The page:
Go back to your host control panel to download the database. Find PHP MyAdmin. If you only have one database, happy days. If you have more than one database and you’re not sure which one belongs to the site you are moving, pop back to your files and folders and open the wp-config.php file. You will find the database name in the first line of code.
Check the size of your database. Anything over 50MB could create issues, so break the database into two (or more) downloads. In this instance, we separate the wp_postmeta table, which is 29MB alone. Select the part of the database you want to download, click EXPORT and download the SQL file. It is a good idea at the point to rename the database so you know what the file is. Here we’ve used wp_meta_posts so we can identify what it is.
Now select the rest of the database to export, remembering to take out the file you have already downloaded.
Everything is now on your computer. Now you need to start uploading the files and database to your new host. Go to the cPanel for your new host account. We’ll upload the files first, so find File Manager and go to the document root for your domain.
Your directory should be empty. If there are files that are placed there by default by your hosting provider, you can just delete them. Click Upload and choose your file (not the database ones). Once your zip file has been uploaded you need to extract the files and folders from it. Highlight the zip file, click Extract and Extract Files. All the files from the zip archive will then appear. You can delete the zip archive folder.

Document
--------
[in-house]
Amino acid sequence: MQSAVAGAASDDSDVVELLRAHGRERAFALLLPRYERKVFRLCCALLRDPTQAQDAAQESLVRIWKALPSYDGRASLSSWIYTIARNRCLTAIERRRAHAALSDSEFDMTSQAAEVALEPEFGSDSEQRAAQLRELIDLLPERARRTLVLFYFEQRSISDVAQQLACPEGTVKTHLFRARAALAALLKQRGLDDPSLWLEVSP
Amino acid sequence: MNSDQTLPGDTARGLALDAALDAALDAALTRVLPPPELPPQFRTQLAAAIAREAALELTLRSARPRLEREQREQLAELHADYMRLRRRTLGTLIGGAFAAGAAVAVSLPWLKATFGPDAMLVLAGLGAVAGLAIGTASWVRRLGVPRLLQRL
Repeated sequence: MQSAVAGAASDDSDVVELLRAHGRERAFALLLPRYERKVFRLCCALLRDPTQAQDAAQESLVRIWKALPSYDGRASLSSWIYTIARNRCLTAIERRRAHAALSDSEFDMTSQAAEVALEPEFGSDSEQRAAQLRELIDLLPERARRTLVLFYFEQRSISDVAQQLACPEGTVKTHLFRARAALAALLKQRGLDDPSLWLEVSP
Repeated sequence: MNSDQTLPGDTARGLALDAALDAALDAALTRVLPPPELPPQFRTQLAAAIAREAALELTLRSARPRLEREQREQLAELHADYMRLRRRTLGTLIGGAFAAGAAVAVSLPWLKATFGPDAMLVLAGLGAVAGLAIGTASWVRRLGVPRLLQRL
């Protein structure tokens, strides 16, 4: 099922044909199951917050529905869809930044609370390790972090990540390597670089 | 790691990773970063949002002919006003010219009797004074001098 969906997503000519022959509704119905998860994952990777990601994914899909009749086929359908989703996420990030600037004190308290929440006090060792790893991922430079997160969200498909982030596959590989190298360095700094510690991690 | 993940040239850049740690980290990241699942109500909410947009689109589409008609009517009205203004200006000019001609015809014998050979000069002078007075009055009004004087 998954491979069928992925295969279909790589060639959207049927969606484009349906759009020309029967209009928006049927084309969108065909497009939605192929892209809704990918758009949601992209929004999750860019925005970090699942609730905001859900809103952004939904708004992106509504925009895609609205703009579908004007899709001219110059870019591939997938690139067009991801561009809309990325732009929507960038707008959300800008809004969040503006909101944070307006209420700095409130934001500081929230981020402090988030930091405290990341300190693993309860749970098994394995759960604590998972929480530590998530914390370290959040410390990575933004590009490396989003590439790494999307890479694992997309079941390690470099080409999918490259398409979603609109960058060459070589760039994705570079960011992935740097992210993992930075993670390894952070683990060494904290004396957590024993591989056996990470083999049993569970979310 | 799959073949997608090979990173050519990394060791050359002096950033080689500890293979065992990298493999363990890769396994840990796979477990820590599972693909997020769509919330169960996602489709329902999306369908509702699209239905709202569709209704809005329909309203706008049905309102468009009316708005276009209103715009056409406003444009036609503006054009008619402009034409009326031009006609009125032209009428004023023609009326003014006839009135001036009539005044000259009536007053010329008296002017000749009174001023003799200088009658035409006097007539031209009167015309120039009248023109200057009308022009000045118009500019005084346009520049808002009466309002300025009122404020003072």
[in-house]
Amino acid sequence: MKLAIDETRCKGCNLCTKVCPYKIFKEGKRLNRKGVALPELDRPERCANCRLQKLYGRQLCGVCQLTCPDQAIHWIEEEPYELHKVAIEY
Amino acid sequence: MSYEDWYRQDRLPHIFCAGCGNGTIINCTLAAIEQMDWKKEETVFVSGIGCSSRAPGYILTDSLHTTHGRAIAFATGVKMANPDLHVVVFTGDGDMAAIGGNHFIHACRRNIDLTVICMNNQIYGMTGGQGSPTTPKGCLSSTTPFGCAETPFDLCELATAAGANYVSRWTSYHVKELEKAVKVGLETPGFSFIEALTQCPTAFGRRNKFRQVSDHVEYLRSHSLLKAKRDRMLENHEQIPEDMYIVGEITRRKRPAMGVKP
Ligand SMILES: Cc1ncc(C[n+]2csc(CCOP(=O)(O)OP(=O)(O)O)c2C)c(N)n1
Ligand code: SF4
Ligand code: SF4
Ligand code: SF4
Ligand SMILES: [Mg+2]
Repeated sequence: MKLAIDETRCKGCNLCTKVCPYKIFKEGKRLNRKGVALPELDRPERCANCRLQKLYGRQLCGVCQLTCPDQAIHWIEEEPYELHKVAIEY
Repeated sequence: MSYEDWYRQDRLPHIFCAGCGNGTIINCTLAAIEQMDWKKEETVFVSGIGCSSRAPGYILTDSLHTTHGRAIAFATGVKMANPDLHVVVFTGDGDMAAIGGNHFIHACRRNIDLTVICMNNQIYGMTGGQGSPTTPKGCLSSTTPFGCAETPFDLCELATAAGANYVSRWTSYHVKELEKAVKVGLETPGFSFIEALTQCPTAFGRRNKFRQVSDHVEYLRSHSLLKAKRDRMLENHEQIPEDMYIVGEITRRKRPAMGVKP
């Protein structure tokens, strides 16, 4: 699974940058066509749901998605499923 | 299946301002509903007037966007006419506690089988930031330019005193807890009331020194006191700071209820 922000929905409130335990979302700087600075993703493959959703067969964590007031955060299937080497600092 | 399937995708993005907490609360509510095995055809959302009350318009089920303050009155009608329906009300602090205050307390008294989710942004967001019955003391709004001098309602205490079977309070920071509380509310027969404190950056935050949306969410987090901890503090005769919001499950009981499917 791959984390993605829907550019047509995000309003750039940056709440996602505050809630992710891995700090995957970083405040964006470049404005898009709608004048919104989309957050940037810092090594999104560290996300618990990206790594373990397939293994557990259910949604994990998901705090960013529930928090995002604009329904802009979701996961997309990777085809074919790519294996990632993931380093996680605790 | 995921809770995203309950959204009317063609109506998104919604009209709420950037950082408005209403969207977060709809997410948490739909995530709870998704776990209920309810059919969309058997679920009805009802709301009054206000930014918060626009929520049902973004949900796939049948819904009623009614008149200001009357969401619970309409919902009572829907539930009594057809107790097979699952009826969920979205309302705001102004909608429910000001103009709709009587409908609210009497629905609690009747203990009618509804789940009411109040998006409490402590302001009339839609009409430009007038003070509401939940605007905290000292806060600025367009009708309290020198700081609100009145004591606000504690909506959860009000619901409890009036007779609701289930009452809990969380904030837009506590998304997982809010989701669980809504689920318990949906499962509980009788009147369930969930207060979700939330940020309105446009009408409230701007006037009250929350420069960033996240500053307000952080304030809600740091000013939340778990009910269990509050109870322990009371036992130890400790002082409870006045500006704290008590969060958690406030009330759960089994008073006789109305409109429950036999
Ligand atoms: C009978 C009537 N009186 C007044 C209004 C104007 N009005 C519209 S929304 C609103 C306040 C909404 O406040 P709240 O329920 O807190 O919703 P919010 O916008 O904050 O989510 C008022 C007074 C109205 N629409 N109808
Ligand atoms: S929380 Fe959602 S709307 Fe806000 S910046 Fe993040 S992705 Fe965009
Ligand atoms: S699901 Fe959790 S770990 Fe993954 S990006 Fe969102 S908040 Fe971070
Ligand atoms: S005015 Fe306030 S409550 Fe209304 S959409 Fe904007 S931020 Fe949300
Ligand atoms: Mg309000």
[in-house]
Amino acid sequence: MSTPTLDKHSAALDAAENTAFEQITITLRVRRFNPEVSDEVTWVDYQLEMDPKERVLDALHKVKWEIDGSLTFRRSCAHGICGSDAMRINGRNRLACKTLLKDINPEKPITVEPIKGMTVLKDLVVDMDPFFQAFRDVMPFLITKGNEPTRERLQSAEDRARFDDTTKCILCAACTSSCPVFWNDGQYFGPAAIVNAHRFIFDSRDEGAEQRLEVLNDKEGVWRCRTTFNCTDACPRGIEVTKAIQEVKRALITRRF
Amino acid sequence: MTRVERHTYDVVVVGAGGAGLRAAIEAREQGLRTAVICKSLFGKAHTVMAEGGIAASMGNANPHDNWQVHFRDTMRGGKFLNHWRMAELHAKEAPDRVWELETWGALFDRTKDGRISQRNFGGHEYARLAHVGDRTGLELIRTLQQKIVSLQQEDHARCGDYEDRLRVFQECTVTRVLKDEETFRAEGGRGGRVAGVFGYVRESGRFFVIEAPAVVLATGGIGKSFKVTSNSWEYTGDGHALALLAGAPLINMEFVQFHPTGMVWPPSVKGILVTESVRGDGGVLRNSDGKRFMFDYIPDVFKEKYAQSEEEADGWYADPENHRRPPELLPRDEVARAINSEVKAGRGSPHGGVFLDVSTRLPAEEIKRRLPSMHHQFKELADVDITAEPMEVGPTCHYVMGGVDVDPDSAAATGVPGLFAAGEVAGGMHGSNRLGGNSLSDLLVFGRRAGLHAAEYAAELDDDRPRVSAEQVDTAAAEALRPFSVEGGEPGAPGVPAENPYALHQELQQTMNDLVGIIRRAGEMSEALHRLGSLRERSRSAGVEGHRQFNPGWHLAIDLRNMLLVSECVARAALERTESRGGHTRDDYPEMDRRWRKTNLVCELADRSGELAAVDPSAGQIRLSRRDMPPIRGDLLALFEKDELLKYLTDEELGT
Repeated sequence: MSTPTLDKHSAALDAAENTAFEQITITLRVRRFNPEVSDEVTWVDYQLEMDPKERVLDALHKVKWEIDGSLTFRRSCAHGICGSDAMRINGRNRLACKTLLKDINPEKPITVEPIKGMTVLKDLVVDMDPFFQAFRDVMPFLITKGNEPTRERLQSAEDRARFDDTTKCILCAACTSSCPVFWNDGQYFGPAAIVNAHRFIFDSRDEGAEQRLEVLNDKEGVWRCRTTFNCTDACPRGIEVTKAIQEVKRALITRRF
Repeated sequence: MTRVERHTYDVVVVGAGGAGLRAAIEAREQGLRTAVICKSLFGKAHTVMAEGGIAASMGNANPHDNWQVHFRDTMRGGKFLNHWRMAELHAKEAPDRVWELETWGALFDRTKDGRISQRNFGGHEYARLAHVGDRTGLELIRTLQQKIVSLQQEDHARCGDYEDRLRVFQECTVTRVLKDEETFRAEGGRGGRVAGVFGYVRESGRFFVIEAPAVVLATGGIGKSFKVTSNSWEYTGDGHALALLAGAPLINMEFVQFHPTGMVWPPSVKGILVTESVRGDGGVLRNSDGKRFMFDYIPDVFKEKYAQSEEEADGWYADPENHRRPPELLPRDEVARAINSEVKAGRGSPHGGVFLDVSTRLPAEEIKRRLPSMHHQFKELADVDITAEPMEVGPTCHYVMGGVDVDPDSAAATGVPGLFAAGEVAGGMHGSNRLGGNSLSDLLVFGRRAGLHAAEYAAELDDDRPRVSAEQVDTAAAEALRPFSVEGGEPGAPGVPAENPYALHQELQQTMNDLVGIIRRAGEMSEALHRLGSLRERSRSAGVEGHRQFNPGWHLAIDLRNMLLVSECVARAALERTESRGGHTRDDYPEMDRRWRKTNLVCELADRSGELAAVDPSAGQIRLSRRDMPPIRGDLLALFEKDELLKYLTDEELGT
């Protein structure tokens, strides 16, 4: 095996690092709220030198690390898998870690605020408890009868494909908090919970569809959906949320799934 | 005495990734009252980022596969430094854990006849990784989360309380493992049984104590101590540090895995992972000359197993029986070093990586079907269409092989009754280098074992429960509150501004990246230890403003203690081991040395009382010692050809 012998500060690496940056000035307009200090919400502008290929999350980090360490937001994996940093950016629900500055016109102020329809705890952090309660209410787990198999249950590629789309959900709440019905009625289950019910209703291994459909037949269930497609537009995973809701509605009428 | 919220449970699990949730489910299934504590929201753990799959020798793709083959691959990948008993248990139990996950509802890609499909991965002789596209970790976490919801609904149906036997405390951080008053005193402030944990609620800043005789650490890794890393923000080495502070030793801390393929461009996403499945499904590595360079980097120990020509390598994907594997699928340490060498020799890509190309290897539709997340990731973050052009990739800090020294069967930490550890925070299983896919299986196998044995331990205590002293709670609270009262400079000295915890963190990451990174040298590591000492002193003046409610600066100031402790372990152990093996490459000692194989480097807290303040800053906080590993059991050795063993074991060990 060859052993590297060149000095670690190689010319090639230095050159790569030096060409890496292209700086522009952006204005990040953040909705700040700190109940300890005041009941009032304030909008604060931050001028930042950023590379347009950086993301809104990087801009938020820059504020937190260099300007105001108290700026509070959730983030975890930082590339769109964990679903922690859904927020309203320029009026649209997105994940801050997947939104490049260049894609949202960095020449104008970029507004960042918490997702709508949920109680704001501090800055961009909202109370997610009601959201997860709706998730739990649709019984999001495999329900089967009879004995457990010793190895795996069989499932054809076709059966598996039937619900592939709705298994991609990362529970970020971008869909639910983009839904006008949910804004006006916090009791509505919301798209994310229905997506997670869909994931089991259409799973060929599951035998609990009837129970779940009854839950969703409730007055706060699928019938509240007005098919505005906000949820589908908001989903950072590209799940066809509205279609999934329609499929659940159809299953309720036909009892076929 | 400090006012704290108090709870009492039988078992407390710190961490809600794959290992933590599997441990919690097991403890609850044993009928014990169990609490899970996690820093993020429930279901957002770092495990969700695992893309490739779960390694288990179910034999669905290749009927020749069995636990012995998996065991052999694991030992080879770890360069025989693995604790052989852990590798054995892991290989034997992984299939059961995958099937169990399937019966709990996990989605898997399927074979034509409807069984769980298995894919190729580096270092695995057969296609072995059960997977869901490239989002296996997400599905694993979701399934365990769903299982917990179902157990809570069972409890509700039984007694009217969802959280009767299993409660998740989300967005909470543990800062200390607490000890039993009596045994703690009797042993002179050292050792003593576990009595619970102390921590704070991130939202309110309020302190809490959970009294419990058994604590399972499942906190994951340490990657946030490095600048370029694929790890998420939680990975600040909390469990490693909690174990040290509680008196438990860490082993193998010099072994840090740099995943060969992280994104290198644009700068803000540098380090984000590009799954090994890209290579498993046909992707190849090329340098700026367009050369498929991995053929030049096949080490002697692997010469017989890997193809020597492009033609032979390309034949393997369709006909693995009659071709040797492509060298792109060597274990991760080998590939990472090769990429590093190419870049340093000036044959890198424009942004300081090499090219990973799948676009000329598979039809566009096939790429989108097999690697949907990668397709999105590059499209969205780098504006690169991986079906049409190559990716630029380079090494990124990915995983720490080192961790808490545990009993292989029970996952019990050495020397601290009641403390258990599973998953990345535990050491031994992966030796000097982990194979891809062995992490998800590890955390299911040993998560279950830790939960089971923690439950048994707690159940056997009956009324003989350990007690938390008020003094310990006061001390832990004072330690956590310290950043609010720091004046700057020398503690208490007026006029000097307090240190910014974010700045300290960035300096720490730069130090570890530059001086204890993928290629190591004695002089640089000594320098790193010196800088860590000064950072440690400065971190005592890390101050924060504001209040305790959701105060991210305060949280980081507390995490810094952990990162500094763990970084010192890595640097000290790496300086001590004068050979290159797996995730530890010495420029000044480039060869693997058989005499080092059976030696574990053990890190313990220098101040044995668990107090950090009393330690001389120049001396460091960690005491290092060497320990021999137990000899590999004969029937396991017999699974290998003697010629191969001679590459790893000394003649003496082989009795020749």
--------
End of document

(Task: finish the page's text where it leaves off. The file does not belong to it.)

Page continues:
Now it’s time to upload the database. Go back to your new hosting account control panel and find MySQLDatabases. You will need to create a new database. Call it whatever you like. Be sure to make a note of the database name. Create a user. Again, put in whatever you like and then generate a password. Again, note it down. You will need the details. Once you’ve created the database and user, scroll down and add the user you’ve just created to the database.
Your database is now ready for to upload the files to. Go back to the control panel and find PHPMyAdmin. You will see that it is empty. Select Import and choose (one of) your database file(s). You might get a timeout error. Don’t worry, just make sure that the database has been uploaded. More often than not it has. If you had more than one database file, repeat this step.